We see a little bit of how they’ve each adapted to life coexisting alongside the human race; with some of them, like Salma Hayek’s Ajak, distancing themselves from civilization (Hayek appears to be riding on horseback through what could be the American Southwest or even the Pampas of Argentina), while others, like Kumail Nanjiani’s Kingo, have become celebrities among the humans (I love that he’s brought his own personal camera crew along with him to meet the other Eternals). Angelina Jolie’s Thena is the only character we see fighting in the clip (and I could be wrong, but I think she’s only sparring with her fellow Eternal, Gilgamesh), but the choreography looks good and her golden sword is both beautiful and cool.
Perhaps my biggest fear was that the Eternals’ costumes wouldn’t look great in live-action, since up until now all we’ve really seen of them is some concept art…which, with all due respect to the artist, wasn’t quite as visually striking as some fans had been hoping. But this clip lets us see a few of the suits in action (not all, though, and not the ones that looked worst in the concept art), and they seem practical, well-made, and simply gorgeous – with Jolie’s Thena making a particularly strong impression, dressed from head to toe in white with gold accents. Her regal, even haughty, stride indicates that she’s not going to allow any opponent to get a speck of dirt or blood on her pristine outfit – and I respect that power move.
While the rest of the teaser does feature some new footage from Black Widow and Shang-Chi And The Legend Of The Ten Rings, the two major talking points besides the never-before-seen Eternals footage were both title reveals – Black Panther 2 officially receiving the emotional subtitle Wakanda Forever (that movie is gonna make me cry: I just know it), and Captain Marvel 2 rather unusually being retitled and rebranded entirely as The Marvels.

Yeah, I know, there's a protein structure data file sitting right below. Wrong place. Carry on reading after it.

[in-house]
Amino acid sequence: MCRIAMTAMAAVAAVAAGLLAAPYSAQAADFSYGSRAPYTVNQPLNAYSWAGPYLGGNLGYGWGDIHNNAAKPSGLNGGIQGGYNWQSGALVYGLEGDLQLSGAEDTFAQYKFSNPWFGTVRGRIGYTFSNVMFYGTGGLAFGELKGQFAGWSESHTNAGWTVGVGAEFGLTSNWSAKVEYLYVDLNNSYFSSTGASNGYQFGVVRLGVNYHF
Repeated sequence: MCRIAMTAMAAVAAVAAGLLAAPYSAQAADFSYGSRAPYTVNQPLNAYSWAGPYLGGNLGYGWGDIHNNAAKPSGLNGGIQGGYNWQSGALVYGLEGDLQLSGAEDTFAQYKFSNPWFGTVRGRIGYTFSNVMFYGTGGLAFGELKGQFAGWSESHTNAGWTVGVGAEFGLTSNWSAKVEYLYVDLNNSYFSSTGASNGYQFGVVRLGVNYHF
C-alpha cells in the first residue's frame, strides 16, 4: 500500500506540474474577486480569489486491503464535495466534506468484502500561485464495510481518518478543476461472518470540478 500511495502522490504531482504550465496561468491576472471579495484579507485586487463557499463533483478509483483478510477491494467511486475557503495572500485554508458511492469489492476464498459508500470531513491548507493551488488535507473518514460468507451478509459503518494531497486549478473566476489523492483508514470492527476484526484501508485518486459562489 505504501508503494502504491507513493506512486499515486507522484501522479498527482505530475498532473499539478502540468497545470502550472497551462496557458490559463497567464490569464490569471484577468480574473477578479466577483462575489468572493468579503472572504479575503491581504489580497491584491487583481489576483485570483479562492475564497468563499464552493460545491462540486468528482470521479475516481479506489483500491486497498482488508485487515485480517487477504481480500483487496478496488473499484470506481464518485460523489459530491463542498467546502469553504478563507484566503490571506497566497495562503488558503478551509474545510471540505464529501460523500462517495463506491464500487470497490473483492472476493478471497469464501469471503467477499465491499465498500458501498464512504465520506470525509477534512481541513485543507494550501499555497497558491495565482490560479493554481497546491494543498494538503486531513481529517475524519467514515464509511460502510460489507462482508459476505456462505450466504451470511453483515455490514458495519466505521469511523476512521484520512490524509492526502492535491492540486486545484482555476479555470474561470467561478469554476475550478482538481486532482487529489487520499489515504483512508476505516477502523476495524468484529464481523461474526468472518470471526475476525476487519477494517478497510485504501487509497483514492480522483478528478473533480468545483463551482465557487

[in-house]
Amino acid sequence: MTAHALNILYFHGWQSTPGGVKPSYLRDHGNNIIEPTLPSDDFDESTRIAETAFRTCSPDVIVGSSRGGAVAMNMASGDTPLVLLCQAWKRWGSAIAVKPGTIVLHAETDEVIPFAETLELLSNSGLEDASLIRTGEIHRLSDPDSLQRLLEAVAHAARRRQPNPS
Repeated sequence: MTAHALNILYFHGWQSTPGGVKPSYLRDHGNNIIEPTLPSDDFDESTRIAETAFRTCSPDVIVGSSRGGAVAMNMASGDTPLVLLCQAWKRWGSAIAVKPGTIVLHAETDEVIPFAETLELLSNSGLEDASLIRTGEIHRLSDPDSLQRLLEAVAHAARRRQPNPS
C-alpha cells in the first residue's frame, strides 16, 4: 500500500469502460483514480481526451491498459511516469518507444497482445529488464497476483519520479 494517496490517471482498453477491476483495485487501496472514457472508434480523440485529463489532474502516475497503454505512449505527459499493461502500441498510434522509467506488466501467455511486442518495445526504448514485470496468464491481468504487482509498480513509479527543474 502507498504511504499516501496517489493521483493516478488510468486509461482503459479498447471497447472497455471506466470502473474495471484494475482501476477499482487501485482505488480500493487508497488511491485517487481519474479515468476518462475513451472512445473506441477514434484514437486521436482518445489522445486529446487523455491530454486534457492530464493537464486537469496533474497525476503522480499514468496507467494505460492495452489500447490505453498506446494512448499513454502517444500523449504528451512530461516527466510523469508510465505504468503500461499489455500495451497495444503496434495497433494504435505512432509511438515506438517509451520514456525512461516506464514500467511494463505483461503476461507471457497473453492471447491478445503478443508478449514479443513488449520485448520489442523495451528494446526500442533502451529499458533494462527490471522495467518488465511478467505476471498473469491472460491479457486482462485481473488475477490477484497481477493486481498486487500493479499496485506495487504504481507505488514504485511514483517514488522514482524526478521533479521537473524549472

I’m a bit conflicted on how I feel about the latter title: firstly, because when I got the notification on my phone about this announcement, I honestly thought The Marvels was going to be an MCU sitcom. Of course, the title is supposed to reference the film’s holy trinity of heroines – Brie Larson as Carol Danvers’ Captain Marvel, Teyonah Parris as Monica Rambeau (who also goes by Captain Marvel in the comics), and Iman Vellani as Ms. Marvel – but it’s a bit too much of a cheeky pun on the company’s name, and slightly undermines what I feel should be more of an epic and awe-inspiring moment. Some fans are upset that the Captain Marvel solo franchise is now dropping Captain Marvel’s name, and I get that – though I also understand and appreciate that the new title celebrates more inclusivity, and puts the three women on equal status, rather than elevating Carol above her costars.